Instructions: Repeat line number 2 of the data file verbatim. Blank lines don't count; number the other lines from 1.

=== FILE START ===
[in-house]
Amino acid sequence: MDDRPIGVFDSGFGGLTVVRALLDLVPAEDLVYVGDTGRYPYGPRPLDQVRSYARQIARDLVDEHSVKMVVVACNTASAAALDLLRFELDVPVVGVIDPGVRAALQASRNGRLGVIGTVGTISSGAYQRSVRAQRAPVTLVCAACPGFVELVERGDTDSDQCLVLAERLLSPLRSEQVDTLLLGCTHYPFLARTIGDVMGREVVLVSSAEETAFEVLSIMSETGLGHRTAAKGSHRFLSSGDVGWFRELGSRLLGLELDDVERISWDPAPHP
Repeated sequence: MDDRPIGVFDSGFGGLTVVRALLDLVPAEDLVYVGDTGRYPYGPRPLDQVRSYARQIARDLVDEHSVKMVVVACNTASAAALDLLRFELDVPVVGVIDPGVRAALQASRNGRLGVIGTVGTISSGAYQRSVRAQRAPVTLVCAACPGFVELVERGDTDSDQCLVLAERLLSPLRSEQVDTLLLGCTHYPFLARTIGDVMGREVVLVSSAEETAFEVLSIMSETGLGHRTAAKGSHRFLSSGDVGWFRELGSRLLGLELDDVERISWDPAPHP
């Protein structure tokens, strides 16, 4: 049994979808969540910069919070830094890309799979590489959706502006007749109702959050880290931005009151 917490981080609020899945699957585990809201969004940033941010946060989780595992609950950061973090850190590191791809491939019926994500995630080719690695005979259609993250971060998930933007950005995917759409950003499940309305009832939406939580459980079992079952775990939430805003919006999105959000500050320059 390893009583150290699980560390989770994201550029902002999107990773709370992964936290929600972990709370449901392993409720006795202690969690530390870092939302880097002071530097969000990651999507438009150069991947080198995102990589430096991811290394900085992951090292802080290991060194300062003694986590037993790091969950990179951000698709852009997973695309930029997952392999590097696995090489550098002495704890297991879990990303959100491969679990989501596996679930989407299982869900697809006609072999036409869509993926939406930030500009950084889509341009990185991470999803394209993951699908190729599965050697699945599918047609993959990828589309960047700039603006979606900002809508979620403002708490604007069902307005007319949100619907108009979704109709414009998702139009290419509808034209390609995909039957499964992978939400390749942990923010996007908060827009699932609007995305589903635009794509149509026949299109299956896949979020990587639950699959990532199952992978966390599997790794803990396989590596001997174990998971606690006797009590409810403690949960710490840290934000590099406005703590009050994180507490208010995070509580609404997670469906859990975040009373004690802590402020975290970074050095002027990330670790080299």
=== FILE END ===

Amino acid sequence: MDDRPIGVFDSGFGGLTVVRALLDLVPAEDLVYVGDTGRYPYGPRPLDQVRSYARQIARDLVDEHSVKMVVVACNTASAAALDLLRFELDVPVVGVIDPGVRAALQASRNGRLGVIGTVGTISSGAYQRSVRAQRAPVTLVCAACPGFVELVERGDTDSDQCLVLAERLLSPLRSEQVDTLLLGCTHYPFLARTIGDVMGREVVLVSSAEETAFEVLSIMSETGLGHRTAAKGSHRFLSSGDVGWFRELGSRLLGLELDDVERISWDPAPHP